The invention claimed is:
l. A method of electrostatically distributing liquid as a coating on an article, comprising the steps of supporting liquid coating material in spaced relation to the surface of the article, forming a spray by electrostatically atomizing such coating material from a plurality oi points so closely spaced as to form a substantially continuous extended atomizing zone, said points being distributed relative to the article surface, electrostatically dispersing the discrete coatingmaterial particles forn'ledat .each point of atomization, electrostatically,'depositing such dispersed discrete particles andwhile still in liquid state on the article surface to form-.a finished coating, and force feeding coating material to 'the points of atomizaticnat awcontrolled substantially .uni- `:form rate to maintain thereat a supply of coating material yfor atomization, said atomization, dispersion anddepositionall'being effected in quiescent air Vby a single electrostatic iield maintained between the-supported coating material and the article surface, the distance between the 'article surface and the supported coating material being many times greater than the distance between adjacent ones of the points at which atomization 'of the coating material takes place.
2. In a method of electrostatically distributing liquid as a coating on a surface wherein liquid Supplied at a controlled rate to a single-fluid atomizing head is atomi-ted into discrete particles and such particles are dispersed to form a spray and deposited in dispersed condition while still in liquid state as a'finished -coating on a surface spaced a substantial distance from the head, the step of maintaining between the head and the article an electrostatic field which electrostatically effects said atomization, dispersion, and deposition.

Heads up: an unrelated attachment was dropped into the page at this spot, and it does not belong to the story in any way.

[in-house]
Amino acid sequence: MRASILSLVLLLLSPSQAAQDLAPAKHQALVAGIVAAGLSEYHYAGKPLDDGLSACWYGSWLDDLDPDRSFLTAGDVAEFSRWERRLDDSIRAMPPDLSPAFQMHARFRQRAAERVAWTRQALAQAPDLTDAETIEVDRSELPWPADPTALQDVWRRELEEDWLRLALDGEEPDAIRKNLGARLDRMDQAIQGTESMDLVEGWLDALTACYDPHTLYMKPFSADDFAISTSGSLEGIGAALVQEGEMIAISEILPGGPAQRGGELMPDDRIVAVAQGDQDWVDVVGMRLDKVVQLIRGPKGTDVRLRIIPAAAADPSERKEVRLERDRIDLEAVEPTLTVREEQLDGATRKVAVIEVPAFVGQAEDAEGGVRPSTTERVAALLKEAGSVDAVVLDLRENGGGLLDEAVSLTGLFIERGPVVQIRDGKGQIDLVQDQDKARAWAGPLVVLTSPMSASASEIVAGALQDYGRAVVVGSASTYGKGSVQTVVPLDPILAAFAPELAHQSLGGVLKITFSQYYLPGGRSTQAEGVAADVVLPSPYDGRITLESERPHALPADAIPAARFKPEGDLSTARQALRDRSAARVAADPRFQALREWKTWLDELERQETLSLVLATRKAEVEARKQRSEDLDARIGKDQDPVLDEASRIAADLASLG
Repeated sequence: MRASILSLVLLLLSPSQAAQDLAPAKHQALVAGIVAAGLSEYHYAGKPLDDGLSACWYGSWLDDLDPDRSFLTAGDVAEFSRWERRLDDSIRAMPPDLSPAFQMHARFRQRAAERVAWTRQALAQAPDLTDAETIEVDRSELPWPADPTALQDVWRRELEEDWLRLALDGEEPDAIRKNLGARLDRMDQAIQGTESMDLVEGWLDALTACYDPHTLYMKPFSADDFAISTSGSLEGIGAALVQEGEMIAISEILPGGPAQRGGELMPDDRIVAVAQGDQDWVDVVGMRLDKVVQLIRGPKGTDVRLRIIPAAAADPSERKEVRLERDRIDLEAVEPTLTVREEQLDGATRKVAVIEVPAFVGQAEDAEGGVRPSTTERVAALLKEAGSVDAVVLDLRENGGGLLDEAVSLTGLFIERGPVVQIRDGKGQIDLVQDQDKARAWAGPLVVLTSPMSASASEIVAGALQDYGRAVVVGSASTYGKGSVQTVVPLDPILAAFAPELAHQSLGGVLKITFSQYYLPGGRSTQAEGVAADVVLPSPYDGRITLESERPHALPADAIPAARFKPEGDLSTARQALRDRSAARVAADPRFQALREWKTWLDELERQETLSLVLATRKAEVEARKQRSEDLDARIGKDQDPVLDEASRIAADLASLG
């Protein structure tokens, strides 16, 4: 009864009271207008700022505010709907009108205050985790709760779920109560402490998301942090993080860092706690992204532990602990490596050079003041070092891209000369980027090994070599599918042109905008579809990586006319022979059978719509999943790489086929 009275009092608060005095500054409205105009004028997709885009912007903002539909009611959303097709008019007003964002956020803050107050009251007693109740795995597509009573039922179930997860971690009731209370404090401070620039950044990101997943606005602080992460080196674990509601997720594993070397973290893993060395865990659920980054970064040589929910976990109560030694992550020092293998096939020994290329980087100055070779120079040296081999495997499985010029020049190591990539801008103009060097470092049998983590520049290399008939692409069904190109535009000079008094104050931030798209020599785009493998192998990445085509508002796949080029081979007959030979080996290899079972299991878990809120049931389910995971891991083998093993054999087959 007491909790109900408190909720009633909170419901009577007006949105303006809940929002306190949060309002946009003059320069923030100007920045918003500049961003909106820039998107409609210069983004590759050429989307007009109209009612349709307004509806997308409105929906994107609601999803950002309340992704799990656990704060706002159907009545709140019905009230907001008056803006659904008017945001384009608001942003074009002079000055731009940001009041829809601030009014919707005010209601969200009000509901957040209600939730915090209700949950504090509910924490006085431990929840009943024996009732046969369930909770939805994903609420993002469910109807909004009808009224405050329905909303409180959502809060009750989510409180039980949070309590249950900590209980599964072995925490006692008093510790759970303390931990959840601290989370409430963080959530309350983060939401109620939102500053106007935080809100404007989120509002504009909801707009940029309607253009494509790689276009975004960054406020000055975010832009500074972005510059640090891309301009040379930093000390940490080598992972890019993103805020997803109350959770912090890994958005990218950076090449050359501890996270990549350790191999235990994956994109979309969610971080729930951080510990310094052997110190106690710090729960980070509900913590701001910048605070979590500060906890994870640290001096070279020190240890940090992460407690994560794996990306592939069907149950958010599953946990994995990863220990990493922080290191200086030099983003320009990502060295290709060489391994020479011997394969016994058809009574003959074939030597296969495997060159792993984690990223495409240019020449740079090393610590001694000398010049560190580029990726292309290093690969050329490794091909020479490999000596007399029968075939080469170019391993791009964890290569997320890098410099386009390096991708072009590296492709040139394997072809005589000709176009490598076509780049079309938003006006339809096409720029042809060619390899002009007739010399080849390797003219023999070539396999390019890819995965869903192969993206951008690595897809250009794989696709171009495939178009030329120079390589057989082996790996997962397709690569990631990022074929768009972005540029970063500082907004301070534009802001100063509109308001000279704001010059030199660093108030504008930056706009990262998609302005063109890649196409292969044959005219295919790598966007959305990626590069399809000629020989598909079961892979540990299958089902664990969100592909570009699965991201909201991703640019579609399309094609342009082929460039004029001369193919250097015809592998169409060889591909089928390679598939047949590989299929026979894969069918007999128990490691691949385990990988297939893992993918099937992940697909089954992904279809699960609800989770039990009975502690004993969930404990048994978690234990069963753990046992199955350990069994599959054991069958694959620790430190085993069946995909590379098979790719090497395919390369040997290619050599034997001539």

3. A method of electrostatically distributing liquid as a coating on an article, comprising the steps of positioning a body of the liquid at an atomizing Vzone in spaced relation to the article, atomizing discrete particles of the liquid as a spray from said body at said zone, force feeding the body with liquid at a controlled rate to replace that so atomized, fand dispersing said particles widely in at least two mutually perpendicular directions and electrostatically depositing them still so dispersed and as discrete sprayparticles while -still in liquid state Vas a finished coating on the article, the movement of the spray particles being through a quiescent atmosphere whereby the electrostatic forces effect deposition on an adjacent article surface of at leasta majority of the spray particles which would have otherf wise not deposited on the article surface, the distance 'between the article and the atornirfiing Zone being great enough to permit said dispersion of the iinely divided liquid spray particles as they proceed toward the article under 'the iniiuence -of I electrostatic forces.